Dr. Kaplan is a Plastic Surgeon and a Biomedical Engineer. His research in academia focused on neurosciences and tissue engineering, as Associate Director at NJCBM and at USC. He is the Sr Medical Director of Avanos Medical (formerly Kimberly Clark's Halyard Health), covering Global R&D and Clinical & Medical Affairs. Kaplan consults globally for startup through Fortune 500 pharmaceutical companies, across clinical, device-biologic and regulatory spaces. He has held leadership positions of increasing responsibility in industry, including Senior Medical Director at Allergan and Vice President of Clinical Sciences at LifeCell. Kaplan has a long history of passionately advocating for burn and craniofacial patients, and is a founding board member of the non-profits Grossman Burn Foundation and the Look-at-Us Alliance for Craniofacial Differences.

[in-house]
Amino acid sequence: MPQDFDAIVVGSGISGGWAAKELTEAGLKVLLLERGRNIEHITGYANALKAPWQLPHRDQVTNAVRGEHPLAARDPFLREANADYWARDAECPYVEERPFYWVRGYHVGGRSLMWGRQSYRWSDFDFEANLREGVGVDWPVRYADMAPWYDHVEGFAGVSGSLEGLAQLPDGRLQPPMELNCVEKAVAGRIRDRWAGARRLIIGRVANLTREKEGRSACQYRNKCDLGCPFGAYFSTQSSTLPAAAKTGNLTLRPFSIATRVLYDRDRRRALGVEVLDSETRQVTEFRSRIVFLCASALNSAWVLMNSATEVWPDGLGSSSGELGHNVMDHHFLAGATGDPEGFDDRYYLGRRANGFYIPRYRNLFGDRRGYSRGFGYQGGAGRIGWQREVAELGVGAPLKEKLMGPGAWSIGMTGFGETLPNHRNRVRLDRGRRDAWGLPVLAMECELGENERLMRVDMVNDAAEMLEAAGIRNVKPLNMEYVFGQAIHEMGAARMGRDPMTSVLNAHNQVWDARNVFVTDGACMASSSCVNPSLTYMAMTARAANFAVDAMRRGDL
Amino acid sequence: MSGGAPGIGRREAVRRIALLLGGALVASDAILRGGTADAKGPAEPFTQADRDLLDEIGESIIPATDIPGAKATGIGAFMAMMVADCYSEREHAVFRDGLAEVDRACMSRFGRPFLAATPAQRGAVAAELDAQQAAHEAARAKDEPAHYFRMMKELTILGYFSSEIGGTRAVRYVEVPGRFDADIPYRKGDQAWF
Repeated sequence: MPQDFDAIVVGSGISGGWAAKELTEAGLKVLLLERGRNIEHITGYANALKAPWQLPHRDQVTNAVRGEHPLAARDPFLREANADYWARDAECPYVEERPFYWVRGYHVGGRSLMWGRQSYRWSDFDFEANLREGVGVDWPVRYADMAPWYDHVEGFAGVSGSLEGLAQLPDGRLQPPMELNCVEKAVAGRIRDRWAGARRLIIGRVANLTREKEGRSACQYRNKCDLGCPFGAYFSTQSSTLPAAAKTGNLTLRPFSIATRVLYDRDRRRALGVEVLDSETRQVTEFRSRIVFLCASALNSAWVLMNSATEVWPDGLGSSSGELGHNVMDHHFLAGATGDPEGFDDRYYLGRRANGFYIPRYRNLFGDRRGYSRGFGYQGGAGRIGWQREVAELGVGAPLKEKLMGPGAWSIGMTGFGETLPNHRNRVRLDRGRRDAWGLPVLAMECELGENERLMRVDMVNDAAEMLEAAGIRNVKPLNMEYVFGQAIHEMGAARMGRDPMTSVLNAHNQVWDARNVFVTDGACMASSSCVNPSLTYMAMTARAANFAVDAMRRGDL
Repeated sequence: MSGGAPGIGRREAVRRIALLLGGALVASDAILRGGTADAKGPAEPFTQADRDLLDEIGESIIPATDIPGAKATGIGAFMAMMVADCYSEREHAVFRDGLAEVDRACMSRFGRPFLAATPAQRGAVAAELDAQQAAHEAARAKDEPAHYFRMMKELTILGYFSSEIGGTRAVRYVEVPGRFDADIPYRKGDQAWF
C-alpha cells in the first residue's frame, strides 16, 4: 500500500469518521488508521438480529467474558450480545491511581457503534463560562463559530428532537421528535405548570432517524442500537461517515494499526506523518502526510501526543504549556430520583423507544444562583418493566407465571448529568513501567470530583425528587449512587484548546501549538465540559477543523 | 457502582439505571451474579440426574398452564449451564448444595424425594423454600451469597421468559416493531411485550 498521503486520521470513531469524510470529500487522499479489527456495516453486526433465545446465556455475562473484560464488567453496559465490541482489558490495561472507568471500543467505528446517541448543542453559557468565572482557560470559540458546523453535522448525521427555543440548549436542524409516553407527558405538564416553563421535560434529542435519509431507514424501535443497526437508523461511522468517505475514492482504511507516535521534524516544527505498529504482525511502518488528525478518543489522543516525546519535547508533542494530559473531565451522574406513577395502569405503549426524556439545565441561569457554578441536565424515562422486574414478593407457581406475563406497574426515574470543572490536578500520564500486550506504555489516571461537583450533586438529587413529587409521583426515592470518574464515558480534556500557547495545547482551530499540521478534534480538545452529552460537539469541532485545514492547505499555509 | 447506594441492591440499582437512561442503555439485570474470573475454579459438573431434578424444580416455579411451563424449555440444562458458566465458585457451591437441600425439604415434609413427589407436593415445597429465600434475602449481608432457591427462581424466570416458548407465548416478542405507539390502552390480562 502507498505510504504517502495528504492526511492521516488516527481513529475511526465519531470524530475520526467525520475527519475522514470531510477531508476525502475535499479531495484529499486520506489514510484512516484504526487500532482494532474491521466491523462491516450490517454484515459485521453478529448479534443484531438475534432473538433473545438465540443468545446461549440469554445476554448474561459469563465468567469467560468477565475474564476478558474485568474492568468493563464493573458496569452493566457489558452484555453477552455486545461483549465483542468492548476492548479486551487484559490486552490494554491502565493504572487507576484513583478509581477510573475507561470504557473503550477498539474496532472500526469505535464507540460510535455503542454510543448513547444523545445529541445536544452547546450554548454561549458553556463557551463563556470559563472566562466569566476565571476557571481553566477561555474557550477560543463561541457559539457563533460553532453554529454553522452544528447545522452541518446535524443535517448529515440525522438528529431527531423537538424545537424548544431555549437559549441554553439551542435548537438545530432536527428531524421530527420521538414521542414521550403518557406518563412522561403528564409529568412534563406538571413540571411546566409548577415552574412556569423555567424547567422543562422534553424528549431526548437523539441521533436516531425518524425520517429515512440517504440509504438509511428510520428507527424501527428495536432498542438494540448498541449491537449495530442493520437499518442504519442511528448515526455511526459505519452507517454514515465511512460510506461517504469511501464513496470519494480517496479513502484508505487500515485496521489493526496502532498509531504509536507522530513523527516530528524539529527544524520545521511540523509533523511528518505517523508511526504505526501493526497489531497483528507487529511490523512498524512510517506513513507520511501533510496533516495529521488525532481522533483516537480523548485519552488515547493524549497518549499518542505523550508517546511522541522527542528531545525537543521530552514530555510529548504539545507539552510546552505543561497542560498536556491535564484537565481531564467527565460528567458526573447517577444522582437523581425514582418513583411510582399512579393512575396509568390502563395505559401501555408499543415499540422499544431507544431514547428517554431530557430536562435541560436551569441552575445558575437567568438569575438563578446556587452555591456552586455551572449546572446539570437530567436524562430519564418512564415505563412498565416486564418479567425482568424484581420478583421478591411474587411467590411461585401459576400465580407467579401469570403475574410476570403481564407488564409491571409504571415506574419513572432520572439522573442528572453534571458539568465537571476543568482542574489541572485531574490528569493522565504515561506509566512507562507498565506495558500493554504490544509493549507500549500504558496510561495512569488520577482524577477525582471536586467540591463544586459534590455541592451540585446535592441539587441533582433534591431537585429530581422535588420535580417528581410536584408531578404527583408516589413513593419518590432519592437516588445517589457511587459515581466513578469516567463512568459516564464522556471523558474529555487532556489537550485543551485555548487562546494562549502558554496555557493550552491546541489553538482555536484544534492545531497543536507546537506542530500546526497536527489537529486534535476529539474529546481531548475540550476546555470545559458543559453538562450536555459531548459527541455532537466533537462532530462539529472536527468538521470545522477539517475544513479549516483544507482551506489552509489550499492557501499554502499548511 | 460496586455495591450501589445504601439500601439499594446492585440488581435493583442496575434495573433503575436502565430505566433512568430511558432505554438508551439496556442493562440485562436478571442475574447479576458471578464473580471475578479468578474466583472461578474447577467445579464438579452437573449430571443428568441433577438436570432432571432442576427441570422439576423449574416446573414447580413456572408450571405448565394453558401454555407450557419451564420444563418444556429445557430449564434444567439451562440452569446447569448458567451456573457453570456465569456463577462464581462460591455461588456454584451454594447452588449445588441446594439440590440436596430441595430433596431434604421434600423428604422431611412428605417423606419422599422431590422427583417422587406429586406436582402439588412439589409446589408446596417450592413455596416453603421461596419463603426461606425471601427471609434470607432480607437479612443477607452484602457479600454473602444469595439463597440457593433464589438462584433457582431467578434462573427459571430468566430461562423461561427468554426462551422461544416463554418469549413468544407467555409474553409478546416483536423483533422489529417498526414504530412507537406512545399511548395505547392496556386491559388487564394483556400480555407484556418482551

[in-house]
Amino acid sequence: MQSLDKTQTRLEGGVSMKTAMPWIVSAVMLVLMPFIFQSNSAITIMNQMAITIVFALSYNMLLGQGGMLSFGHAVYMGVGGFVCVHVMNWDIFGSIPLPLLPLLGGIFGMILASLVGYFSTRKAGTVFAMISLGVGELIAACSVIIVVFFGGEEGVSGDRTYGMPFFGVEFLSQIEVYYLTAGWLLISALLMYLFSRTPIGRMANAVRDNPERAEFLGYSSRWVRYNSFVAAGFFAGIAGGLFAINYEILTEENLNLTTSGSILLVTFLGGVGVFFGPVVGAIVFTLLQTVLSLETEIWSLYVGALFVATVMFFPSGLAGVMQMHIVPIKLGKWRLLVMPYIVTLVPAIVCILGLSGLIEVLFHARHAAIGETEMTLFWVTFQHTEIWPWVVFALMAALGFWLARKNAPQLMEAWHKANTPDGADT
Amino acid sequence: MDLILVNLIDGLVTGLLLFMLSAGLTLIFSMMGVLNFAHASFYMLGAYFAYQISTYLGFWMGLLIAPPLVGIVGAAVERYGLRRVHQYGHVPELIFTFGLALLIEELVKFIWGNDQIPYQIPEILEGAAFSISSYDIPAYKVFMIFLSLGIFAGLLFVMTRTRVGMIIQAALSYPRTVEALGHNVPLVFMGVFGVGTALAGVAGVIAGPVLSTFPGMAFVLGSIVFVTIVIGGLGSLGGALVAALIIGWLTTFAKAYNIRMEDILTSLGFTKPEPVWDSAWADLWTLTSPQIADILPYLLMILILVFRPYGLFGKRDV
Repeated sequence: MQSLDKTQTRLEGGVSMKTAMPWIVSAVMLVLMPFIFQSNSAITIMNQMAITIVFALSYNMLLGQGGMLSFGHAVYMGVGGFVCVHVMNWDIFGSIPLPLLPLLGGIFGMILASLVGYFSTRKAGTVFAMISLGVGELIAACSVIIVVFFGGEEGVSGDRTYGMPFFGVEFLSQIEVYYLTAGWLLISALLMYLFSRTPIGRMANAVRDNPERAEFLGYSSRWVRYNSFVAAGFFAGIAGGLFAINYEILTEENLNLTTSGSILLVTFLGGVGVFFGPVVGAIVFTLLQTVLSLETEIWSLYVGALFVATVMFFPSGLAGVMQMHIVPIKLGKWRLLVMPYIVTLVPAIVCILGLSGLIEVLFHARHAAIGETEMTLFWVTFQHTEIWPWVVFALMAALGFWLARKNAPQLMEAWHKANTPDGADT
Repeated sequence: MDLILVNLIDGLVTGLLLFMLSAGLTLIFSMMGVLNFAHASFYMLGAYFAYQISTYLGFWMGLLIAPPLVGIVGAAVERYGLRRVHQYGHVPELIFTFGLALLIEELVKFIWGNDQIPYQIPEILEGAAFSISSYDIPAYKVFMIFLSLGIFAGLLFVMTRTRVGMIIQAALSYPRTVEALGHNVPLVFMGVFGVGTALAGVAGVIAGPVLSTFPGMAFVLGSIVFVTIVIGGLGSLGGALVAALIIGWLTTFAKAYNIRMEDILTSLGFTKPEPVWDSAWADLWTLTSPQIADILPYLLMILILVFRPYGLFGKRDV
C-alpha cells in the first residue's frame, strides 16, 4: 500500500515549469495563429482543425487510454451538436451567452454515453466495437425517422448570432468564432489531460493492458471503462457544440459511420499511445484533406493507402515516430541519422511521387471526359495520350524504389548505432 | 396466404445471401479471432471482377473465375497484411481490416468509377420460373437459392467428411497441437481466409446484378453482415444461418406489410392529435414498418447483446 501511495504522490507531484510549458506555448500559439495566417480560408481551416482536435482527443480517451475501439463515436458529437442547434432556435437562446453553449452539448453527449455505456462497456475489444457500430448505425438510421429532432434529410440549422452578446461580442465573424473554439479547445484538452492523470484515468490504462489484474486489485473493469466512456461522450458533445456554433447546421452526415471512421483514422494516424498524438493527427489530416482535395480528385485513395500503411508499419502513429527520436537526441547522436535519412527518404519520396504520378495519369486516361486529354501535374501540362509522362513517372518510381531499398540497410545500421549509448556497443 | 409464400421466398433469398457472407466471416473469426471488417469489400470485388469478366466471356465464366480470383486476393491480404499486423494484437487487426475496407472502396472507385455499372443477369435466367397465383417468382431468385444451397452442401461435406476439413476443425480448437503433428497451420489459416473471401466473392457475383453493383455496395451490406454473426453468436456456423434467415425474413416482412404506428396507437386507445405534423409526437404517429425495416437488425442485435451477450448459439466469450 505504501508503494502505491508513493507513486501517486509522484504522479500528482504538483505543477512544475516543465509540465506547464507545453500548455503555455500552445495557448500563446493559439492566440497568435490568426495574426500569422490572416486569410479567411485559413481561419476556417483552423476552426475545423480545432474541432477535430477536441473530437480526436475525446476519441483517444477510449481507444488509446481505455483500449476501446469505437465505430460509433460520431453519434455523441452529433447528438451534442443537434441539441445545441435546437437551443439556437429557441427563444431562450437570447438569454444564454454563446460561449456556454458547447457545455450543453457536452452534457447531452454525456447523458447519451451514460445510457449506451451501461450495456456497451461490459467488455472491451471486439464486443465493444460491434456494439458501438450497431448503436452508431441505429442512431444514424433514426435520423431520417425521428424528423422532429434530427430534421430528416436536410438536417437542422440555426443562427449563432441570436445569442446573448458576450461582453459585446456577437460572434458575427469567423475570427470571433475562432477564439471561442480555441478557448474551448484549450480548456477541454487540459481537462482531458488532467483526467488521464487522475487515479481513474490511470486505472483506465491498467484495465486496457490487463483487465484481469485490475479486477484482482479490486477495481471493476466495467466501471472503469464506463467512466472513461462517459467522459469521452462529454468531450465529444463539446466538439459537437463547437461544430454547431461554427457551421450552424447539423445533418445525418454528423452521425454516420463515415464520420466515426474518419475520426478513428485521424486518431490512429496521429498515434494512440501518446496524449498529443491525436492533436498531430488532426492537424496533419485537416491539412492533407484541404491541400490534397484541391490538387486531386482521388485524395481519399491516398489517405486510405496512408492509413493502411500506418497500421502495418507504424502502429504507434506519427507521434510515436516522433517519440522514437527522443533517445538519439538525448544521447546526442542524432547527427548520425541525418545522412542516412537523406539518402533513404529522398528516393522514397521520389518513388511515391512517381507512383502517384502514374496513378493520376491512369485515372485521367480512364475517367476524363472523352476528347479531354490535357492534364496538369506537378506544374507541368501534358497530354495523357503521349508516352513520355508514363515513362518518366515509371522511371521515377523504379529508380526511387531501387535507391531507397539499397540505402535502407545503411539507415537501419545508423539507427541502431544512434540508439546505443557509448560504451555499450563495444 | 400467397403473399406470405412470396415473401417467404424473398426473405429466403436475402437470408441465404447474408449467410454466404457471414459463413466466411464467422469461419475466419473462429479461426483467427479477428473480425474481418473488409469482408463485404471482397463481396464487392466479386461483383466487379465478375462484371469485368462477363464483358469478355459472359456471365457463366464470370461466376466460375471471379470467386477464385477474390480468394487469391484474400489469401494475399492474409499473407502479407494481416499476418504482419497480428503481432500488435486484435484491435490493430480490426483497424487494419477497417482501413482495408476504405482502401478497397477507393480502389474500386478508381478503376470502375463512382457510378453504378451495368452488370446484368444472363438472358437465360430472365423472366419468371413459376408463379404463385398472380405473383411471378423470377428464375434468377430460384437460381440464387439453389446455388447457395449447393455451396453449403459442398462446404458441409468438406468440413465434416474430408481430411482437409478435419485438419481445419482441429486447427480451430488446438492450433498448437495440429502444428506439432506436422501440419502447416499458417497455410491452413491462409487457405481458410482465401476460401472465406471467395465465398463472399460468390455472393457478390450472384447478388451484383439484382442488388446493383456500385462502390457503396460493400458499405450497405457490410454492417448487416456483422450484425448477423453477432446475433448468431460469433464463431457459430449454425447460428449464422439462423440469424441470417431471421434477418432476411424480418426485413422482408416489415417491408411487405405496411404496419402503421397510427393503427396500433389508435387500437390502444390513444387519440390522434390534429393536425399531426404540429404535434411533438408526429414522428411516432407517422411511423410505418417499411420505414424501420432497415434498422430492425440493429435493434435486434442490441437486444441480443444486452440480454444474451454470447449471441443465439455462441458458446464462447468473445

Quality of life following surgical or traumatic injury is dependent on restoring form and function. As robust vascular supply and sensory-motor reinnervation are essential for wound healing and tissue regeneration, revascularizing and re-innervating soft tissues are critical aspects of regenerative medicine solutions. The ability to create autologous human neurovascular bundles (NVBs), from xenogeneic sources, is therefore a novel tool for a wide range of applications. We have developed bioreactors and protocols to create human neurovascular bundles using xenogeneic extracellular matrix (ECM) scaffolds from 4 progressively larger species (rat, rabbit, pig, and non-human primate) to demonstrate scalability. Based on the similarity of porcine vascular structures to human ones, this source has been selected as our primary ECM of choice for in vitro recellularization with human endothelial cells (ECs) and Schwann cells (SCs). These novel "autologous" off-the-shelf NVBs aim to play an important role in reinnervation and revascularization for soft and hard tissue reconstruction, rehabilitation of massive scarring, and engineered tissues; and as free vascularized nerve grafts; while avoiding donor site morbidity and the need for immunosuppression.